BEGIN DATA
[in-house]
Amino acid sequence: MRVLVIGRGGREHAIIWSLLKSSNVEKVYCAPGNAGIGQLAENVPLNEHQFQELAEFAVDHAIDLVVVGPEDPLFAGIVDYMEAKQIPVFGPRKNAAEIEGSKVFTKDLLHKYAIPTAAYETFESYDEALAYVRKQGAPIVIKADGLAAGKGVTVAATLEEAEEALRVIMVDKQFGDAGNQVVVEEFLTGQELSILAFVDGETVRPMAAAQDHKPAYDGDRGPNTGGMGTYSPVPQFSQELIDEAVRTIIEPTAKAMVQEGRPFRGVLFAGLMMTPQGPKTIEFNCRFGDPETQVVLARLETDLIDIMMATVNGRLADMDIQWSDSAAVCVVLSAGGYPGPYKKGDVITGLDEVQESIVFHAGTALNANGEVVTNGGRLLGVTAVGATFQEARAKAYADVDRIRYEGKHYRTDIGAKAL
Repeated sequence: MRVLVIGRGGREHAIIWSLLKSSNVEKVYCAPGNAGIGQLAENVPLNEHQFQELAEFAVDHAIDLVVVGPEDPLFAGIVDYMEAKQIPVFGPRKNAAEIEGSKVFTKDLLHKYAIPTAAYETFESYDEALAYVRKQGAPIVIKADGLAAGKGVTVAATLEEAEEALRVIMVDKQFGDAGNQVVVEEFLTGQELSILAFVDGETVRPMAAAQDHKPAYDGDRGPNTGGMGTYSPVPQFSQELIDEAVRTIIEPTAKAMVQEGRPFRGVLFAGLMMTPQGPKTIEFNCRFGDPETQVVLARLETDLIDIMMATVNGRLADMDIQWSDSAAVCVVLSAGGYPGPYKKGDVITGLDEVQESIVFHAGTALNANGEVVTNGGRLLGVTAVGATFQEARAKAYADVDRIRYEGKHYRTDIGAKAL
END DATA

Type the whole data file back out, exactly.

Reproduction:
[in-house]
Amino acid sequence: MRVLVIGRGGREHAIIWSLLKSSNVEKVYCAPGNAGIGQLAENVPLNEHQFQELAEFAVDHAIDLVVVGPEDPLFAGIVDYMEAKQIPVFGPRKNAAEIEGSKVFTKDLLHKYAIPTAAYETFESYDEALAYVRKQGAPIVIKADGLAAGKGVTVAATLEEAEEALRVIMVDKQFGDAGNQVVVEEFLTGQELSILAFVDGETVRPMAAAQDHKPAYDGDRGPNTGGMGTYSPVPQFSQELIDEAVRTIIEPTAKAMVQEGRPFRGVLFAGLMMTPQGPKTIEFNCRFGDPETQVVLARLETDLIDIMMATVNGRLADMDIQWSDSAAVCVVLSAGGYPGPYKKGDVITGLDEVQESIVFHAGTALNANGEVVTNGGRLLGVTAVGATFQEARAKAYADVDRIRYEGKHYRTDIGAKAL
Repeated sequence: MRVLVIGRGGREHAIIWSLLKSSNVEKVYCAPGNAGIGQLAENVPLNEHQFQELAEFAVDHAIDLVVVGPEDPLFAGIVDYMEAKQIPVFGPRKNAAEIEGSKVFTKDLLHKYAIPTAAYETFESYDEALAYVRKQGAPIVIKADGLAAGKGVTVAATLEEAEEALRVIMVDKQFGDAGNQVVVEEFLTGQELSILAFVDGETVRPMAAAQDHKPAYDGDRGPNTGGMGTYSPVPQFSQELIDEAVRTIIEPTAKAMVQEGRPFRGVLFAGLMMTPQGPKTIEFNCRFGDPETQVVLARLETDLIDIMMATVNGRLADMDIQWSDSAAVCVVLSAGGYPGPYKKGDVITGLDEVQESIVFHAGTALNANGEVVTNGGRLLGVTAVGATFQEARAKAYADVDRIRYEGKHYRTDIGAKAL